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Life Is Not Just a Bowl of Condoms
The Liberal Vogue in Sex Education Doesn't Really Protect Our Kids

By Douglas J. Besharov

This article originally appeared in The Washington Post, May 1, 1994.

A BOWL of condoms sits on the principal's desk, telling adult visitors that things have changed since their generation attended high school. How much? In 1970, way back at the dawn of the sexual revolution, 30 percent of 17-year-old girls reported that they had had sex at least once. By 1988, the figure had risen to over 50 percent. The rise among 15-year-old girls was more startling, from less than 5 percent to almost 26 percent.

Increased sexual activity, unfortunately, has not been accompanied by adequate contraception. One out of four sexually active teenagers does not regularly use any contraceptive according to the U.S. National Center for Health Statistics' National Survey of Family Growth. Among the most disadvantaged teens, three out of four don't. The result is more than 1 million teen pregnancies a year, resulting in about 400,000 abortions, 130,000 miscarriages and 500,000 live births -- nearly two-thirds out of wedlock.

Many people think that the problem would be reduced if contraceptives were simply more available and affordable. Surgeon General Joycelyn Elders, for example, recently gave a speech in which she said that Medicaid must have been developed by a "white male slave owner" because "it fails to provide services to poor women to prevent unwanted pregnancies, and this failure contributes to poverty, ignorance and enslavement."

If only it were that simple. There is, for example, no clear connection between spending on family planning services and contraceptive use, let alone teen pregnancies. Although public funding for family planning declined in the 1980s, the total number of women using public clinics apparently stayed about the same or even rose a bit. More importantly, contraceptive use increased, even among poor teens.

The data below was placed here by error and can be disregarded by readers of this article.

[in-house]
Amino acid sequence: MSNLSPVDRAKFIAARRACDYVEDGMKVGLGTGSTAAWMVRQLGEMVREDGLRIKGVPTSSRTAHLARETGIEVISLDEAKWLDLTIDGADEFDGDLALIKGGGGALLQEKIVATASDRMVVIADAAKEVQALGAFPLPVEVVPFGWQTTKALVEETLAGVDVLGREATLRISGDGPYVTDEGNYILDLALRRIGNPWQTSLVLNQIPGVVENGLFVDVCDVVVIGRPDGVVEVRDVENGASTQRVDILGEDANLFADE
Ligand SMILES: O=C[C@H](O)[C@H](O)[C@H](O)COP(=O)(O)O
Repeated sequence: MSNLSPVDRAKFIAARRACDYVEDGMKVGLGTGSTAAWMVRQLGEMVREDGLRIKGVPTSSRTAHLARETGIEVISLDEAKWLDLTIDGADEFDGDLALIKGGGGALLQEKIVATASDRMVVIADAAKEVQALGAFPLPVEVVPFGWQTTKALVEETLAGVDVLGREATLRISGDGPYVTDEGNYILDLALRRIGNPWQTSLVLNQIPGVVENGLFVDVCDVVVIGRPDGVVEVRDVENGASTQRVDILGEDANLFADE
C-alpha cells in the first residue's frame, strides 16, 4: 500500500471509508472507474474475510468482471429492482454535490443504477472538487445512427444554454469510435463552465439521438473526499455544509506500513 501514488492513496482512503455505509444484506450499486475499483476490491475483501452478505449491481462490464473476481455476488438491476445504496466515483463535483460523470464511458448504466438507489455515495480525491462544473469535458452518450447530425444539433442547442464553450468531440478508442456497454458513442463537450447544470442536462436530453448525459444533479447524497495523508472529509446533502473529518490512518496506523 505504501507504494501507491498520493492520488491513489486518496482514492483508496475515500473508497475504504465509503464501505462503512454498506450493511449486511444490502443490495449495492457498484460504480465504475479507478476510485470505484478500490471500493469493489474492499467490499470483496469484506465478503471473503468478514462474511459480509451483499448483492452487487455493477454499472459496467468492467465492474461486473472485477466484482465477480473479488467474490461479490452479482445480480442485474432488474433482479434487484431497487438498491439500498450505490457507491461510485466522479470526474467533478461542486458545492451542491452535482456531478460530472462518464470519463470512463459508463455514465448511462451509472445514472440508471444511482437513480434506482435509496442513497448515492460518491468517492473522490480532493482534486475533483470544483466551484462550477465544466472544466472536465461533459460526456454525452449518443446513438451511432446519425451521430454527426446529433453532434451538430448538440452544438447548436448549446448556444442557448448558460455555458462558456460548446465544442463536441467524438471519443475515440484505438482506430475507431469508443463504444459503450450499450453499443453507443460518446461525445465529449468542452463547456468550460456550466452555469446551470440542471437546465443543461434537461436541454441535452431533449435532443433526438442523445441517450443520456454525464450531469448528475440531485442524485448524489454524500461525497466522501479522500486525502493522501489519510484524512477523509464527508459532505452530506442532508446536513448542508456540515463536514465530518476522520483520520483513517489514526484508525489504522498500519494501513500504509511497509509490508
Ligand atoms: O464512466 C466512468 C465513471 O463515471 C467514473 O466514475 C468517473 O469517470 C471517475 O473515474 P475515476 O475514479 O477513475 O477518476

The issue is non-use -- not availability. Almost all young people have access to at least one form of contraception. Condoms are freely distributed by family planning clinics and other public health services. Edwin Delattre, dean of Boston University's School of Education and an opponent of condom distribution programs in public schools, found that free condoms were available at eight different locations within a 14-block radius of one urban high school.

Teenagers can also obtain contraceptives such as pills and diaphragms from family planning clinics free of charge or on a sliding fee scale. In all states, teenagers can use clinic services without parental consent. According to the Alan Guttmacher Institute, 60 percent of sexually active female teens use clinics to obtain contraceptive services, while only 20 percent of women over 30 do so. There are also free services under Medicaid, though to use them a teenager must present the family's Medicaid card.